In the US Supreme Court case, Whole Woman’s Health v. Hellerstedt (2016), the Center for Reproductive Rights, or the Center, filed a lawsuit that challenged the admitting privileges requirement on behalf of two clinics in El Paso, Texas. The Center also challenged another provision of House Bill 2, which would have amended another chapter of the Texas Health and Safety Code to require all abortion clinics to comply with the standards for physicians to perform abortions after sixteen weeks of pregnancy in ambulatory surgical centers. The Center argued that those two restrictions would cause many abortion providers to close their clinics and leave many women very far away from their nearest abortion providers. A US district court initially blocked both provisions, but the Fifth Circuit Court of Appeals overturned the lower court’s decision and upheld both provisions. The US Supreme Court heard the case in 2015 and ruled in June 2016 that both provisions violated the undue burden standard that Planned Parenthood v. Casey established and were unconstitutional.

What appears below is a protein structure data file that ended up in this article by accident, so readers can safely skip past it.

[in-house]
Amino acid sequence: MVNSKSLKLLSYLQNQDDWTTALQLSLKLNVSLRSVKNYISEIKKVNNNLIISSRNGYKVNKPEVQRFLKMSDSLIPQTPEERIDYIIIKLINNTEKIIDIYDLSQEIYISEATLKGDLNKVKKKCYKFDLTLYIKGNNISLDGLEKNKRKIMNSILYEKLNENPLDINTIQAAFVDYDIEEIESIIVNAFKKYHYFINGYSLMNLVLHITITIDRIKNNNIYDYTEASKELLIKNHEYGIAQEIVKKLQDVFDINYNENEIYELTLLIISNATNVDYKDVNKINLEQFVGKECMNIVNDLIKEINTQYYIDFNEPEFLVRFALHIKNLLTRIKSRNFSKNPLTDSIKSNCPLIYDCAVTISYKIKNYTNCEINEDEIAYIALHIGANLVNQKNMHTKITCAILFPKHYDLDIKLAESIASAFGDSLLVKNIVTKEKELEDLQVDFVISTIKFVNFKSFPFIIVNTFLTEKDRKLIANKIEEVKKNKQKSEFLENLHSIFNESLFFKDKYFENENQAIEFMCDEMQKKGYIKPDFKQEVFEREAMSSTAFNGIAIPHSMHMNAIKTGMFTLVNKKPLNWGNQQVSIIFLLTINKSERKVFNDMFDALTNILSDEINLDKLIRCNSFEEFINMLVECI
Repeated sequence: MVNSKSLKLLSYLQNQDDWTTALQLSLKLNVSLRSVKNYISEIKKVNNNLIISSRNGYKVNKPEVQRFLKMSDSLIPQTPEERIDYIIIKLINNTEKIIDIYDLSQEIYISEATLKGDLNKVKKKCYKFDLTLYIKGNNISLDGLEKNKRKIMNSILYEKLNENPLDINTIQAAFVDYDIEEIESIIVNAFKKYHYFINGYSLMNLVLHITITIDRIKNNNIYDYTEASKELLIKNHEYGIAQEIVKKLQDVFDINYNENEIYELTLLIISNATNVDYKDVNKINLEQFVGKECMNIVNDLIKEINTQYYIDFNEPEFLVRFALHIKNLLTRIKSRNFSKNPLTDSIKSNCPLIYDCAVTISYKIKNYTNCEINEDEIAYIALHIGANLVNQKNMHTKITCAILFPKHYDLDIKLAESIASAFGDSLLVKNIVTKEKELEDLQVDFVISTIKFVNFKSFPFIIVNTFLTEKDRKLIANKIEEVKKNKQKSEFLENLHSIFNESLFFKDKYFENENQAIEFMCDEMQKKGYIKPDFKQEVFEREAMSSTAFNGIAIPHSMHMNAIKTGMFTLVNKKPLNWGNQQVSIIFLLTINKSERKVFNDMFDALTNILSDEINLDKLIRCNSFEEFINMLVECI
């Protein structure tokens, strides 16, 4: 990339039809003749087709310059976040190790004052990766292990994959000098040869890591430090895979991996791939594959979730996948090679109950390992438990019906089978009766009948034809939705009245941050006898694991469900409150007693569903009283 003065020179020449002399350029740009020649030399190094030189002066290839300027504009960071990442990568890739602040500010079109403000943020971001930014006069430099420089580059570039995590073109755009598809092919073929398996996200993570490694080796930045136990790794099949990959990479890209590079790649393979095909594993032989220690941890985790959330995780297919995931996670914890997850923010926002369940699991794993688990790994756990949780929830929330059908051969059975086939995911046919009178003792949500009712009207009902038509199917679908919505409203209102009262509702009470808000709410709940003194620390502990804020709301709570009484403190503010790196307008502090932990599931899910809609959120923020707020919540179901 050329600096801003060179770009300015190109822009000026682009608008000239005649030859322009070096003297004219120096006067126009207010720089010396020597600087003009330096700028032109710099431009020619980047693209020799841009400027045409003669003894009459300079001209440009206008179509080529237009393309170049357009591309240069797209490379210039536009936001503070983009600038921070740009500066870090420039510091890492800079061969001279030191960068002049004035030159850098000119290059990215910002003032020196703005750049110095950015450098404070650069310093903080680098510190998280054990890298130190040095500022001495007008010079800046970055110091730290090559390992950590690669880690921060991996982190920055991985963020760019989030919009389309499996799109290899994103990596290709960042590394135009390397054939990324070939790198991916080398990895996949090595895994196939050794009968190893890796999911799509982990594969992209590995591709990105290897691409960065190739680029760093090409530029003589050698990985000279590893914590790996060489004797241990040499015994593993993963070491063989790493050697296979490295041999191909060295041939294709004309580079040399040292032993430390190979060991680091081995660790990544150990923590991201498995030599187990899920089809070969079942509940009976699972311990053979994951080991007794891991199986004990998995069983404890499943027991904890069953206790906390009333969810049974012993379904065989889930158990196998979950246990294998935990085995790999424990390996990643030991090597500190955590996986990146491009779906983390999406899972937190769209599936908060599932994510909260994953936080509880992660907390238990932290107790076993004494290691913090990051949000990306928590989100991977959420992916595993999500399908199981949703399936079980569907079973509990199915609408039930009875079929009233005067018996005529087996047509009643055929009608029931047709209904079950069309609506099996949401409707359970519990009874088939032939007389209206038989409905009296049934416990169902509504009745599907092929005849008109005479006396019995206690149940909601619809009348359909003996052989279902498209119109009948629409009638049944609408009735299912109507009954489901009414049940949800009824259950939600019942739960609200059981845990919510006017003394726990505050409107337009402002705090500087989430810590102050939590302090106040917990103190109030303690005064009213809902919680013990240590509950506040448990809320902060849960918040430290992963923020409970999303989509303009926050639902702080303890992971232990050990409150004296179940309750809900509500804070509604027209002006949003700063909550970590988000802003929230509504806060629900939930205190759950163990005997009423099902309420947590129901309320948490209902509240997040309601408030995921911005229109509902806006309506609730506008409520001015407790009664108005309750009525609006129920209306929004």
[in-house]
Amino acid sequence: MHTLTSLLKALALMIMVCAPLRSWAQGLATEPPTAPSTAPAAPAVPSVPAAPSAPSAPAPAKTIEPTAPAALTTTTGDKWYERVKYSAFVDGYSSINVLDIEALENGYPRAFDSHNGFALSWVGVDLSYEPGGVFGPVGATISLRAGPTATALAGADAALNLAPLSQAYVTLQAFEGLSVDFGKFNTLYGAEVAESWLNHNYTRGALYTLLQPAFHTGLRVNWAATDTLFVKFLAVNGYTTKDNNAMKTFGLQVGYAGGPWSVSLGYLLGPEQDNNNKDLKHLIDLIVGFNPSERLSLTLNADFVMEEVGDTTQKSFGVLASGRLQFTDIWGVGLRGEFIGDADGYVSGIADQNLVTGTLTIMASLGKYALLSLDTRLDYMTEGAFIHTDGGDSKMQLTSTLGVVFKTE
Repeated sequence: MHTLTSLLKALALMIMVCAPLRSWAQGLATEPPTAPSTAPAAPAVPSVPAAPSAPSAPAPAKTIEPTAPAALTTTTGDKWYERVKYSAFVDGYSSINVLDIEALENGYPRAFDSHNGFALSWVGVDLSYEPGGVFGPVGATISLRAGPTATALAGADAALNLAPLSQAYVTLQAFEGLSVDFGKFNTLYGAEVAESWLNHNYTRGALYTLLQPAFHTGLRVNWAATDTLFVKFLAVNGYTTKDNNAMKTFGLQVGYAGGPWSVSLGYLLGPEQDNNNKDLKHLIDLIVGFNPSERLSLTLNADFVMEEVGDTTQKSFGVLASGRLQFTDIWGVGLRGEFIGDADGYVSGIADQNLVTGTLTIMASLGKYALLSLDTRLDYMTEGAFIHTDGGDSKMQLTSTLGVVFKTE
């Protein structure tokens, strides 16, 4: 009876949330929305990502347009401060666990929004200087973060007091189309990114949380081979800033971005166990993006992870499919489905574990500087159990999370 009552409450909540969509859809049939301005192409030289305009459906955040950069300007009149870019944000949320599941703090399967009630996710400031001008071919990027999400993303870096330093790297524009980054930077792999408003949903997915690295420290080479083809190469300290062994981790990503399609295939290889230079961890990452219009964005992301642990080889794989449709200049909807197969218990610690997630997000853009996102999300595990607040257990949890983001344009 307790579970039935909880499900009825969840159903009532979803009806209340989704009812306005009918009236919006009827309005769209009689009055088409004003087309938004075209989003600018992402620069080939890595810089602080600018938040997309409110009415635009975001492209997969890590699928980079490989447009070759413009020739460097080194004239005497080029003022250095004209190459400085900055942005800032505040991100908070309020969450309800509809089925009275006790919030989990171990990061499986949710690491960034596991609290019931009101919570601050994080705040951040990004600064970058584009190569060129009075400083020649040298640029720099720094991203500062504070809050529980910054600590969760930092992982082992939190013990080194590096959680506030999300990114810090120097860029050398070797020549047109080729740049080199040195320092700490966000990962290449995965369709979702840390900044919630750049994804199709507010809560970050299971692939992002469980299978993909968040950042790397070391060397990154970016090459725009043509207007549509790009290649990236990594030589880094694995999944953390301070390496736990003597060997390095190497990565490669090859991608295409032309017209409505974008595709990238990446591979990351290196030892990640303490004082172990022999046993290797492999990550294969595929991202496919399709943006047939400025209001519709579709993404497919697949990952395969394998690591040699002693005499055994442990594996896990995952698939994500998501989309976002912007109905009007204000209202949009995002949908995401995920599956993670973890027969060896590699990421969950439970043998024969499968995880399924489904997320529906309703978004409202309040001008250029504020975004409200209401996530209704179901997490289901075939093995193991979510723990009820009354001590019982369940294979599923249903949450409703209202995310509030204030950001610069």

In 2015, lawmakers passed House Bill 416, which amended the Act and added Subchapter E. That subchapter requires all employees or volunteers at abortion clinics or ambulatory surgical centers to complete training on how to identify and assist victims of human trafficking. Organizations in Texas that oppose abortion supported the amendment, because they stated that it was an important step toward preventing victims of sex trafficking from being coerced into having an abortion. For example, the Texas Alliance for Life encouraged support for the amendment, saying it would protect women and minors from sex trafficking. However, another one of those organizations, Texas Right to Life, criticized the measure, arguing that it would not truly protect victims of sex trafficking from being coerced into having an abortion. According to Texas Right to Life, the amendment did not hold abortion providers accountable if they fail to comply with the provisions of the Act. Another organization, National Abortion and Reproductive Rights Action League, or NARAL, Pro-Choice Texas, opposed House Bill 416, arguing that abortion providers already provide training to their staff on human trafficking, domestic violence, and coercion. NARAL Pro-Choice Texas argued that to truly address the issue of human trafficking, the amendment should mandate such training for other healthcare providers rather than abortion providers.